CHARLESTON, W.Va. -- Legislation designed to put methamphetamine cooks out of business in West Virginia cleared its first hurdle Tuesday.
The Senate Health and Human Resources Committee passed a bill (SB6) that would require West Virginians to get a prescription before they can purchase a cold medication used to make meth in clandestine labs across the state.
"My area of the state is probably impacted more than any by this plague," said Sen. Greg Tucker, D-Nicholas. Tuesday's vote "sends a message to other legislators that this is an important step to curb the meth lab problem. It's going to be a long battle."
The legislation requires a prescription for medications containing pseudoephedrine, a key meth-making ingredient. The nasal decongestant is sold under brand names such as Sudafed and Claritin-D.
The bill exempts so-called "tamper resistant" pseudoephedrine products such as Nexafed and Zephrex-D, which can't easily be converted into illegal meth.
"I think we can cut down on meth labs and still have access to the medicine when law-abiding citizens need it," said Sen. Ron Stollings, D-Boone, who heads the Senate health committee.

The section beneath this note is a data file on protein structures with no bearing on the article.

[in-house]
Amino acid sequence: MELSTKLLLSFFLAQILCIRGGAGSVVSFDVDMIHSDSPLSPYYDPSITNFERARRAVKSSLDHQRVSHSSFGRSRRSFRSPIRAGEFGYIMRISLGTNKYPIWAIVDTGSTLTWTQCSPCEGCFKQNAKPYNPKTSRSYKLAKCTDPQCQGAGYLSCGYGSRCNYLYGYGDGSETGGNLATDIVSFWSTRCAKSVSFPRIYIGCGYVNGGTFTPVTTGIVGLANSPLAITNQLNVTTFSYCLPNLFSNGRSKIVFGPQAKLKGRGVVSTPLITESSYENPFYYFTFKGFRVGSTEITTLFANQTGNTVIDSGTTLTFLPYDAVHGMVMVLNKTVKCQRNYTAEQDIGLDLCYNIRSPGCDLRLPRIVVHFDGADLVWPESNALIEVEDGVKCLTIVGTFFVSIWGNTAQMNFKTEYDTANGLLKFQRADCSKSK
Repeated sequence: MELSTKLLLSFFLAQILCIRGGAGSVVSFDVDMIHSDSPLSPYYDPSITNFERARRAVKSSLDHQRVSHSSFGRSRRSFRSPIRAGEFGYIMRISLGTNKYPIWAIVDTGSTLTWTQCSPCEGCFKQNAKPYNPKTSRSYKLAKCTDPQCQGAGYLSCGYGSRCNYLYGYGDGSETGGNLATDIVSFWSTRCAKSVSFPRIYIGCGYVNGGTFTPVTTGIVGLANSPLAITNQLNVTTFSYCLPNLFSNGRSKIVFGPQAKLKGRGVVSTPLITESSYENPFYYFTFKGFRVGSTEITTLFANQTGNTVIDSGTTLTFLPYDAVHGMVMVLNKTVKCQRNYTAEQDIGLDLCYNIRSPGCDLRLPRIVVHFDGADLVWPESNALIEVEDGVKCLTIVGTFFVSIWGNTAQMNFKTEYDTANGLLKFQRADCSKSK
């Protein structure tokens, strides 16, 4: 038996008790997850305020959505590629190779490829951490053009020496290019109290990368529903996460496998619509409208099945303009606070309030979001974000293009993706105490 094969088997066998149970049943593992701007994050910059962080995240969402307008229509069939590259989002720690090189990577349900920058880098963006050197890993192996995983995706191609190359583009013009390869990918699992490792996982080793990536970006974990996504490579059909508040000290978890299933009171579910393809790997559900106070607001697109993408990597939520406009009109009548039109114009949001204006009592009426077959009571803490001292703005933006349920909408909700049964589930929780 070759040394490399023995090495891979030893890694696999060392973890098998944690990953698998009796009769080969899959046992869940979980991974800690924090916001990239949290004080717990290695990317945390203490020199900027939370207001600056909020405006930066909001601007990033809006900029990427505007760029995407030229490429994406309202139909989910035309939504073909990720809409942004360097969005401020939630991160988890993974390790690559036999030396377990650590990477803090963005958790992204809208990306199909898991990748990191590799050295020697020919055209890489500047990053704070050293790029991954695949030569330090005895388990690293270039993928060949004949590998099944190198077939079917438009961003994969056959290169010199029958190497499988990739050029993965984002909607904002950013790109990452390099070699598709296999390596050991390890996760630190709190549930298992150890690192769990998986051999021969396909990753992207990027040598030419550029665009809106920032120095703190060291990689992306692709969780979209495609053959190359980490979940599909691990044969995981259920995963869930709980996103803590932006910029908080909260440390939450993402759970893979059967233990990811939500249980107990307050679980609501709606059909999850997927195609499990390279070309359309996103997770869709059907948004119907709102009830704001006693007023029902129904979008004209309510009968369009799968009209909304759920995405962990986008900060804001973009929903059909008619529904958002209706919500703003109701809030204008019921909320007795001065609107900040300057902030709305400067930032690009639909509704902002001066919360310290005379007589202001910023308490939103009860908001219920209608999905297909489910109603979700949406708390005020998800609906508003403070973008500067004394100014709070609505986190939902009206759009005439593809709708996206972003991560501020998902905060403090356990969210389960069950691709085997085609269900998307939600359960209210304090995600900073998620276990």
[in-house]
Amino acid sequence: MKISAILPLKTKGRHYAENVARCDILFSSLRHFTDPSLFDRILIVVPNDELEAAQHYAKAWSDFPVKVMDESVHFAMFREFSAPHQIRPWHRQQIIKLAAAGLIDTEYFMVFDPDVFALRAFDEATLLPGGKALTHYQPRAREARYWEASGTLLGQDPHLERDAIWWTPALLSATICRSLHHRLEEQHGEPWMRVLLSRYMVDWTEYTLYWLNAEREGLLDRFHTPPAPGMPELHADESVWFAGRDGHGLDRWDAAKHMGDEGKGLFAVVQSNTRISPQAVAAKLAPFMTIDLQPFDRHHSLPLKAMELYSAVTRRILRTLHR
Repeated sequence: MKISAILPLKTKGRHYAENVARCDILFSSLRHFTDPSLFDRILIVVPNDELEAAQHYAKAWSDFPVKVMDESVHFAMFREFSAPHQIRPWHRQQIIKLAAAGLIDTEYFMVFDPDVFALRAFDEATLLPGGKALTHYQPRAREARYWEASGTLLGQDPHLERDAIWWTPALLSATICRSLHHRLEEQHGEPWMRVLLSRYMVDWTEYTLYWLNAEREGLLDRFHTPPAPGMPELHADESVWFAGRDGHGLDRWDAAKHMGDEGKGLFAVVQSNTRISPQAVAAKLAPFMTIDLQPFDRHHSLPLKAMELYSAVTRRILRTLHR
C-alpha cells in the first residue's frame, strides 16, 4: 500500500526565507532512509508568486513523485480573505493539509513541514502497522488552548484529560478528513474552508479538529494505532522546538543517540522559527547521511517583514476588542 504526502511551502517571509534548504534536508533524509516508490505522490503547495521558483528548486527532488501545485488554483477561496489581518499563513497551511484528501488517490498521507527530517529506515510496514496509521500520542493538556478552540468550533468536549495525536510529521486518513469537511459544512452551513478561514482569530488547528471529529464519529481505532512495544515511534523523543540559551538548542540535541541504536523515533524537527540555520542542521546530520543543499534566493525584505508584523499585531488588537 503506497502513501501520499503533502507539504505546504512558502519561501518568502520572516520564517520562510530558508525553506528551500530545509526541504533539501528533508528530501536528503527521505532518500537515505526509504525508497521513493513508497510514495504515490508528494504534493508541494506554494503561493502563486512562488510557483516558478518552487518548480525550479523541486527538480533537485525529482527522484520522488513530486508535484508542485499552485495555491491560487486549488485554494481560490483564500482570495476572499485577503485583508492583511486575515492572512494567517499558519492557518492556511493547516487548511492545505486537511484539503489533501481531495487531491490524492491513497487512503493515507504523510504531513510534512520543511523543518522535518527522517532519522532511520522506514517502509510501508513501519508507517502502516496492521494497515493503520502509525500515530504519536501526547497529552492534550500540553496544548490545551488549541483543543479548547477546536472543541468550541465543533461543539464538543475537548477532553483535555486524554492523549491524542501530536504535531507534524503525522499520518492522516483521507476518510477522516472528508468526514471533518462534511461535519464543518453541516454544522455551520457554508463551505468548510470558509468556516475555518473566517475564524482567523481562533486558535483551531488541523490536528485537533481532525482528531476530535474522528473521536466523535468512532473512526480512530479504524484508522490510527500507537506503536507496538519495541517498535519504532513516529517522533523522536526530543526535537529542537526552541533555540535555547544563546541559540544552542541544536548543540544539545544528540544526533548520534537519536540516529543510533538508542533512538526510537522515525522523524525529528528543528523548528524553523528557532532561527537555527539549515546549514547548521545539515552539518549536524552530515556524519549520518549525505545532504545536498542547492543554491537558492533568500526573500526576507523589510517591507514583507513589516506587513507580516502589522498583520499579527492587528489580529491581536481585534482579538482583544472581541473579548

Sen. Chris Walters, R-Kanawha, who voted against the legislation, said he supports an alternative bill that lowers the amount of pseudoephedrine people could buy each year -- from about 20 boxes to 10 boxes. The bill also would establish a meth-offender registry that would bar criminals convicted of drug crimes from purchasing pseudoephedrine.
West Virginia law enforcement authorities seized 533 meth labs last year, a record number. In Kanawha County alone, police busted 159 meth labs.
"The meth problem is just astronomical in cost," said Sen. Art Kirkendoll, D-Logan. "We have to do something."
Bridget Lambert, a lobbyist for West Virginia retailers, urged lawmakers to vote against the prescription-only requirement and instead support a meth-offender registry. Walmart, Rite Aid and other pharmacies across the state sold more than 440,000 boxes of pseudoephedrine last year.
"We feel the best way to address this is to address the meth criminal, not the law-abiding citizen," she said.
Lambert told lawmakers that police would no longer have access to a pseudoephedrine tracking system called NPLEx if state law required a prescription for the cold medication. Law enforcement authorities use NPLEx in meth lab investigations to confirm pseudoephedrine purchases.